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One of the joys of 3's new Message Processor (MP for short) architecture is the power that arises from being able to combine message processors into different patterns.  To make this as flexible as possible, the routing message processors that were designed to be used in flows each do a single job, making them highly reusable. This allows you to build up a flow piece by piece, or alternatively modify an already working flow, without having to change its basic structure. Let's look at an example.

We begin with a very basic flow that reads files from a File endpoint, checks that they're XML, and and sends their contents to an HTTP endpoint:

That's fine so long as all orders should be treated alike. But suppose gold customers need to be routed to a faster server? A simple change solves this:

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Now we have added a choice router to determine which endpoint to send the order to. If the customer type is set to “gold”, the When clause applies, and the order goes to the gold service. If not, the Otherwise clause applies, and it's sent to the normal service.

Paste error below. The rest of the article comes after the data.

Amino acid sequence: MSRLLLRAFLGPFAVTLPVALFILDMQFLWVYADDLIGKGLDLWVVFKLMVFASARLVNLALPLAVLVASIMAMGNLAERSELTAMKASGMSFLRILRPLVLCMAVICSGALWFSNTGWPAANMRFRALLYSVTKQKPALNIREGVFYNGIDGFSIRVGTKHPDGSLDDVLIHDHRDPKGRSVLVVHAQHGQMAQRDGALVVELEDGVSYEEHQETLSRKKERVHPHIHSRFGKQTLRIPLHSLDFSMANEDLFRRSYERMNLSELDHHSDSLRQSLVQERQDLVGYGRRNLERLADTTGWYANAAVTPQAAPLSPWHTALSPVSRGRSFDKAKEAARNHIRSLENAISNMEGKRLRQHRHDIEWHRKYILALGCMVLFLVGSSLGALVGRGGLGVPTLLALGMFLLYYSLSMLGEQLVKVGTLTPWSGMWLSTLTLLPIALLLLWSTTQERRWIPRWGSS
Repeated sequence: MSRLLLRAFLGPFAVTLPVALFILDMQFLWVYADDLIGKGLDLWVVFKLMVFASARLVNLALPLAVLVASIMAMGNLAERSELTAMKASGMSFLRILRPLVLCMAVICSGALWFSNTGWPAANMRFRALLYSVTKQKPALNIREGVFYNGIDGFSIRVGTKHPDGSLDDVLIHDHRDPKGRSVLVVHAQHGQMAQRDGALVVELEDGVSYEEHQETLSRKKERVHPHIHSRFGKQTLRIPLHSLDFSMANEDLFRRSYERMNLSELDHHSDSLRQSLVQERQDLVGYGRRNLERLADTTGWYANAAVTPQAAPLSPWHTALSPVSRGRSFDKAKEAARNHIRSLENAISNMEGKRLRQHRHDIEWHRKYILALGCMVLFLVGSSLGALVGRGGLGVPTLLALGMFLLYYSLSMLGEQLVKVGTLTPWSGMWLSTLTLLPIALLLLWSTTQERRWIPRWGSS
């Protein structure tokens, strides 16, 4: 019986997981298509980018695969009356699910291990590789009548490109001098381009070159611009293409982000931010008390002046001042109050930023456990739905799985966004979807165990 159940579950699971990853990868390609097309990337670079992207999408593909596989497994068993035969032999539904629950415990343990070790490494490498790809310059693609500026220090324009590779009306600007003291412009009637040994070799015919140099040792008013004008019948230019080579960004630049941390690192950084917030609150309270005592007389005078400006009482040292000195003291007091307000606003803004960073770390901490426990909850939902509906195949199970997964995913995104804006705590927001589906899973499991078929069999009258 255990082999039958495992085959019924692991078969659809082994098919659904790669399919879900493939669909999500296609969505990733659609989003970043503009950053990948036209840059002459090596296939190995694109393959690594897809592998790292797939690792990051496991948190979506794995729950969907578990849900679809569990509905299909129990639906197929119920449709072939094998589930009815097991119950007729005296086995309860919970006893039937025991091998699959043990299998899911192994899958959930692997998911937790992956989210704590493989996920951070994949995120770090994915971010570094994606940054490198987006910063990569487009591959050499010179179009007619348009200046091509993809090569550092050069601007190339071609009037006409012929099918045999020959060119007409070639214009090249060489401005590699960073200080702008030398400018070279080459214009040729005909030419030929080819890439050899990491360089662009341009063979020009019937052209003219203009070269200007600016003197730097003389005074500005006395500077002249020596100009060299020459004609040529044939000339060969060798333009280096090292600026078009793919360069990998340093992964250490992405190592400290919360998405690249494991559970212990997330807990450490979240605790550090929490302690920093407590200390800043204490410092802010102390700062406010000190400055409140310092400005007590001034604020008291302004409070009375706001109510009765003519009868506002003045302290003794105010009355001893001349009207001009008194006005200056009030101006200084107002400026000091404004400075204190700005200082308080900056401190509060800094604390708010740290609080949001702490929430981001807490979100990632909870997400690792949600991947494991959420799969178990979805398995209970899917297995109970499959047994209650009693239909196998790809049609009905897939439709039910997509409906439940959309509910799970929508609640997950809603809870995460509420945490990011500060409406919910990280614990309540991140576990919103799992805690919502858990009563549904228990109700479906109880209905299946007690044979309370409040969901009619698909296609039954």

Another wrinkle: our company is adding gold customers so quickly that the gold service is sometimes unavailable, leading to order-processing failures. In that case, we would like to use the normal service as a backup for the gold one.

We have added a first-successful message processor, which attempts to send its message to its children, in order, until one of them processes it successfully. The result it that messages which cannot be processed by the gold service fail over to being processed by the normal one.

One last change: our operations group, which is, as usual, on top of the situation, adds a bank of replicated services for gold members. We no longer need to fail over to the normal service. Instead, we need to be sure that messages processing gets split among the replicated service, to maximize performance.

The round-robin message processor will split processing equally among all of its children, which in this case are the replicated gold services. This should prevent any one of the services from becoming overloaded or creating a bottleneck.

For further information about how to use choice, first-successful, and round-robin, follow the links, or start at the beginning with the pages about flows. Next time out, we'll investigate a few more of them.